Vector quantization is defined as the process of encoding points in a vector space with a finite subset. In vector quantization coding, the key is the establishment of codebook and codeword search algorithm. For example, the common clustering algorithm is a vector quantization method. In the ANN approximate nearest neighbor search, product quantization (PQ) is the most typical vector quantization method. At the end of the previous blog post on content-based image retrieval technology, the PQ product quantization method is briefly summarized. In this section, Pakchoi makes a more intuitive explanation of PQ product quantization and inverted product quantization (IVFPQ) in combination with the papers and codes he has read.
1 PQ product quantization
The core idea of PQ product quantization is clustering, or specifically applied to ANN approximate nearest neighbor search. K-Means is a special case where the number of PQ product quantization subspaces is 1. The process of generating codebook and quantization by PQ product quantization can be illustrated as follows:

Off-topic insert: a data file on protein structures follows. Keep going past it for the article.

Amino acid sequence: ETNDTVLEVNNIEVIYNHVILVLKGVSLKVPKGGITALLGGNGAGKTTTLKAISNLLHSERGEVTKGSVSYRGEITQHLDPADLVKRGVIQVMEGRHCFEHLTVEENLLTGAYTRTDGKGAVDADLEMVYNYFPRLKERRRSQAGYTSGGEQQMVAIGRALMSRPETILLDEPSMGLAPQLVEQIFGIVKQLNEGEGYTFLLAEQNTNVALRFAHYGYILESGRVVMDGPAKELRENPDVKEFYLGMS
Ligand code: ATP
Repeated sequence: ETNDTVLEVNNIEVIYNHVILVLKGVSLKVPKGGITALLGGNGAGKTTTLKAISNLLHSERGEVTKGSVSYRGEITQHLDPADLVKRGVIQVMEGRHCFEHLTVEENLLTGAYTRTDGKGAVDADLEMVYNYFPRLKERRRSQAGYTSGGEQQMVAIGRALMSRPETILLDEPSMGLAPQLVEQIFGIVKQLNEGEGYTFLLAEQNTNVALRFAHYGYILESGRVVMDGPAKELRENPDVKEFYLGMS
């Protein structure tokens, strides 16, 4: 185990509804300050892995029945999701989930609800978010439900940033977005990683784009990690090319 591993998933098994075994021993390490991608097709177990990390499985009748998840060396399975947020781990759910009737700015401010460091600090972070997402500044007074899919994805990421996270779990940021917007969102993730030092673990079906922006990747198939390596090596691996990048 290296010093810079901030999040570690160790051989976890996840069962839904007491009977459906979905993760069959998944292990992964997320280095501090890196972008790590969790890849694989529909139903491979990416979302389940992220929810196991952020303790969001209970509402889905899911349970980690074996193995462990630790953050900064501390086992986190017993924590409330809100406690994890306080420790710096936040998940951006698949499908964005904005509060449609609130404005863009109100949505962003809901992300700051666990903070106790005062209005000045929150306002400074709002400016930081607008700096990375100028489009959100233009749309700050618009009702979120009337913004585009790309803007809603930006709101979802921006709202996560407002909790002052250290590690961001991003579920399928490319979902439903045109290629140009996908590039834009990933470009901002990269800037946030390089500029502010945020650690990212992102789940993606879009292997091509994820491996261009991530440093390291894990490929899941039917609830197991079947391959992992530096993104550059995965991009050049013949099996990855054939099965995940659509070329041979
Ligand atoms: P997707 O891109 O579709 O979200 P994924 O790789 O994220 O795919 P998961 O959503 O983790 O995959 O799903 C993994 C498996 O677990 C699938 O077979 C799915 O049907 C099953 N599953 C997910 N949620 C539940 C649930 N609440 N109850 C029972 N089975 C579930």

In the training phase, for N training samples, assuming that the sample dimension is 128 dimensions, we divide them into 4 subspaces, and the dimension of each subspace is 32 dimensions. Then, in each subspace, we use K-Means to cluster the subspaces (256 classes are schematically clustered in the figure), so that each subspace can get a codebook. In this way, each sub segment of the training sample can be approximated by the cluster center of the subspace, and the corresponding code is the ID of the class center. As shown in the figure, only one coding method is used to achieve the purpose of quantization, as shown in the figure. For the samples to be encoded, the same segmentation is performed, and then the nearest class center is found one by one in each subspace, and then they are represented by the ID of the class center, that is, the coding of the samples to be encoded is completed.
As mentioned above, in vector quantization coding, the key is the establishment of codebook and codeword search algorithm. Above, we get the established codebook and the way of quantization coding. The remaining focus is how to calculate the distance between the query sample and the sample in the dataset.